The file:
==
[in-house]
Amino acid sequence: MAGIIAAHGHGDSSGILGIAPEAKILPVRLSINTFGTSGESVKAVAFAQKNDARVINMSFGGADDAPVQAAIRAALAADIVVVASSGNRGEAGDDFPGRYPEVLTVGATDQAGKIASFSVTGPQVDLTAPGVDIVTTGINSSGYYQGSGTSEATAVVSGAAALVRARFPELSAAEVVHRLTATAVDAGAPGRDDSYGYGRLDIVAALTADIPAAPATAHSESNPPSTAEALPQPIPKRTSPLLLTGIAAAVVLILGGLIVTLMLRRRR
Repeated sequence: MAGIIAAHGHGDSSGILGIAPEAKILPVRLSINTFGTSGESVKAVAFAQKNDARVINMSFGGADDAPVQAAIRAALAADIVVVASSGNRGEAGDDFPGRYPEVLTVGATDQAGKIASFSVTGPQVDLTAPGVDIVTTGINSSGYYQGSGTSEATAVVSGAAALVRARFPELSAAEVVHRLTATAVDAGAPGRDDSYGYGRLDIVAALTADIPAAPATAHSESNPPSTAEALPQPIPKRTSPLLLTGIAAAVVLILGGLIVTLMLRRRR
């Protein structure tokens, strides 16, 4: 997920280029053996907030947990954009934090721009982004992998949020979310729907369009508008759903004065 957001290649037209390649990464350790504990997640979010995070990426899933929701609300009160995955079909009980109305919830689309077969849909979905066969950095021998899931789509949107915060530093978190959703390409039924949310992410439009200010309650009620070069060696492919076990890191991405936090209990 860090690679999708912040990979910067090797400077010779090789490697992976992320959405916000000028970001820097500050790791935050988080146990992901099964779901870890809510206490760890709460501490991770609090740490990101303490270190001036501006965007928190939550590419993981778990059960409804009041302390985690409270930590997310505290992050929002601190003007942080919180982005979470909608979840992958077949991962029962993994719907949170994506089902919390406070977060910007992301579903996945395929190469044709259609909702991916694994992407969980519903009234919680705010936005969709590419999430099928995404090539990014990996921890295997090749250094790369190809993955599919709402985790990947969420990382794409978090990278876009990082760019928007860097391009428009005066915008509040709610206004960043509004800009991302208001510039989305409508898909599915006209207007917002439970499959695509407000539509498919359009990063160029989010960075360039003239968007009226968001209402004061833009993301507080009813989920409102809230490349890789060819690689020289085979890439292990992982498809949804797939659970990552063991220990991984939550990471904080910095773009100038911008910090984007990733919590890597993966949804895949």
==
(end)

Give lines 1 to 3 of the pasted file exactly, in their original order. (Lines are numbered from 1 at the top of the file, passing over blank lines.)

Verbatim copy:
[in-house]
Amino acid sequence: MAGIIAAHGHGDSSGILGIAPEAKILPVRLSINTFGTSGESVKAVAFAQKNDARVINMSFGGADDAPVQAAIRAALAADIVVVASSGNRGEAGDDFPGRYPEVLTVGATDQAGKIASFSVTGPQVDLTAPGVDIVTTGINSSGYYQGSGTSEATAVVSGAAALVRARFPELSAAEVVHRLTATAVDAGAPGRDDSYGYGRLDIVAALTADIPAAPATAHSESNPPSTAEALPQPIPKRTSPLLLTGIAAAVVLILGGLIVTLMLRRRR
Repeated sequence: MAGIIAAHGHGDSSGILGIAPEAKILPVRLSINTFGTSGESVKAVAFAQKNDARVINMSFGGADDAPVQAAIRAALAADIVVVASSGNRGEAGDDFPGRYPEVLTVGATDQAGKIASFSVTGPQVDLTAPGVDIVTTGINSSGYYQGSGTSEATAVVSGAAALVRARFPELSAAEVVHRLTATAVDAGAPGRDDSYGYGRLDIVAALTADIPAAPATAHSESNPPSTAEALPQPIPKRTSPLLLTGIAAAVVLILGGLIVTLMLRRRR